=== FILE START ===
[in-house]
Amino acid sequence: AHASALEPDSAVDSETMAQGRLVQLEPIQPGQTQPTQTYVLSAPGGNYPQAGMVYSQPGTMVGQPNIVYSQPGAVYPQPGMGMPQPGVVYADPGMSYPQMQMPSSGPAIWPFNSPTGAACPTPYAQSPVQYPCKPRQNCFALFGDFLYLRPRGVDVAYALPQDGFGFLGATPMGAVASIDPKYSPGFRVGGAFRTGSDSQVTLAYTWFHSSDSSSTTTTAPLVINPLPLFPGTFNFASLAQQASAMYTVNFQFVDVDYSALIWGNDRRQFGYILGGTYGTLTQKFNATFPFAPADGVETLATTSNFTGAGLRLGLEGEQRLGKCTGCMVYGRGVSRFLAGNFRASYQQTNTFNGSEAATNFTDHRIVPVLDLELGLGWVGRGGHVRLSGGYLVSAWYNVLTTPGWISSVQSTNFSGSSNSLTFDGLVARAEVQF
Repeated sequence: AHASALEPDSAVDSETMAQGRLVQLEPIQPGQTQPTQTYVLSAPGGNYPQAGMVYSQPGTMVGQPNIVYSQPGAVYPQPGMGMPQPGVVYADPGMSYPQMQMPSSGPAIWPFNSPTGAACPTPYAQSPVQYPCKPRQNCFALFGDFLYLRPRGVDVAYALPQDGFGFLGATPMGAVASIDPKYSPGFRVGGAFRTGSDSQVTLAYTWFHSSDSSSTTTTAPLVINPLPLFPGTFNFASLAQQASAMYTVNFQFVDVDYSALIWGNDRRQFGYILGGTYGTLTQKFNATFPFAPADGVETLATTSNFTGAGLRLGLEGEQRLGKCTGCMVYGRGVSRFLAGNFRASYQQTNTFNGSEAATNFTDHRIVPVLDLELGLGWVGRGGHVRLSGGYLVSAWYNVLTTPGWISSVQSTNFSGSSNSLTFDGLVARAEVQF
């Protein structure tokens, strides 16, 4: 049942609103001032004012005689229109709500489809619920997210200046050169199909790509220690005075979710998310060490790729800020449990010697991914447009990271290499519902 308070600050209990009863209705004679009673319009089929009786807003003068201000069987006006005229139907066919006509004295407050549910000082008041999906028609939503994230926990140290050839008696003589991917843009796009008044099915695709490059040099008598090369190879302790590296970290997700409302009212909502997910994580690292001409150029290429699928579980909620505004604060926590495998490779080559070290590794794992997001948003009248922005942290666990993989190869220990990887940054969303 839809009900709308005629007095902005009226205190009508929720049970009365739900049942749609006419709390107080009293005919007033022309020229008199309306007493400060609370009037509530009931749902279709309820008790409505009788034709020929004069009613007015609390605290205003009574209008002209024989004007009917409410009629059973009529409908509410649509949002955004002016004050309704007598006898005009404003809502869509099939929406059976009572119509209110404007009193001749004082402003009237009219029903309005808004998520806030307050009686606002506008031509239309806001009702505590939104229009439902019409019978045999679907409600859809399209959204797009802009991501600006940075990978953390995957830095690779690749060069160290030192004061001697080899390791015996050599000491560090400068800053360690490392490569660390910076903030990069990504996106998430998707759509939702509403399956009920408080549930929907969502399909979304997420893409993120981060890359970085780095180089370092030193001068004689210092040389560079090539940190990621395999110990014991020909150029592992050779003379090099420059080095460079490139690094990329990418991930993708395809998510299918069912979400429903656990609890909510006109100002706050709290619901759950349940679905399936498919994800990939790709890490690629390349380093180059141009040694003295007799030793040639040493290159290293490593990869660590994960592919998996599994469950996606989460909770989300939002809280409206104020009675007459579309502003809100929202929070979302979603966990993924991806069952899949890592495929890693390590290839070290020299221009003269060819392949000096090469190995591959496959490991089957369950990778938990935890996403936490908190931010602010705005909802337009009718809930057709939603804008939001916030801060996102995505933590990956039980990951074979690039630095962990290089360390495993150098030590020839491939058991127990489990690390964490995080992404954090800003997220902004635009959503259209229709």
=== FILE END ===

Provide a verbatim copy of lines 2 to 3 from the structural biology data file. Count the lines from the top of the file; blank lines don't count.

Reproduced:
Amino acid sequence: AHASALEPDSAVDSETMAQGRLVQLEPIQPGQTQPTQTYVLSAPGGNYPQAGMVYSQPGTMVGQPNIVYSQPGAVYPQPGMGMPQPGVVYADPGMSYPQMQMPSSGPAIWPFNSPTGAACPTPYAQSPVQYPCKPRQNCFALFGDFLYLRPRGVDVAYALPQDGFGFLGATPMGAVASIDPKYSPGFRVGGAFRTGSDSQVTLAYTWFHSSDSSSTTTTAPLVINPLPLFPGTFNFASLAQQASAMYTVNFQFVDVDYSALIWGNDRRQFGYILGGTYGTLTQKFNATFPFAPADGVETLATTSNFTGAGLRLGLEGEQRLGKCTGCMVYGRGVSRFLAGNFRASYQQTNTFNGSEAATNFTDHRIVPVLDLELGLGWVGRGGHVRLSGGYLVSAWYNVLTTPGWISSVQSTNFSGSSNSLTFDGLVARAEVQF
Repeated sequence: AHASALEPDSAVDSETMAQGRLVQLEPIQPGQTQPTQTYVLSAPGGNYPQAGMVYSQPGTMVGQPNIVYSQPGAVYPQPGMGMPQPGVVYADPGMSYPQMQMPSSGPAIWPFNSPTGAACPTPYAQSPVQYPCKPRQNCFALFGDFLYLRPRGVDVAYALPQDGFGFLGATPMGAVASIDPKYSPGFRVGGAFRTGSDSQVTLAYTWFHSSDSSSTTTTAPLVINPLPLFPGTFNFASLAQQASAMYTVNFQFVDVDYSALIWGNDRRQFGYILGGTYGTLTQKFNATFPFAPADGVETLATTSNFTGAGLRLGLEGEQRLGKCTGCMVYGRGVSRFLAGNFRASYQQTNTFNGSEAATNFTDHRIVPVLDLELGLGWVGRGGHVRLSGGYLVSAWYNVLTTPGWISSVQSTNFSGSSNSLTFDGLVARAEVQF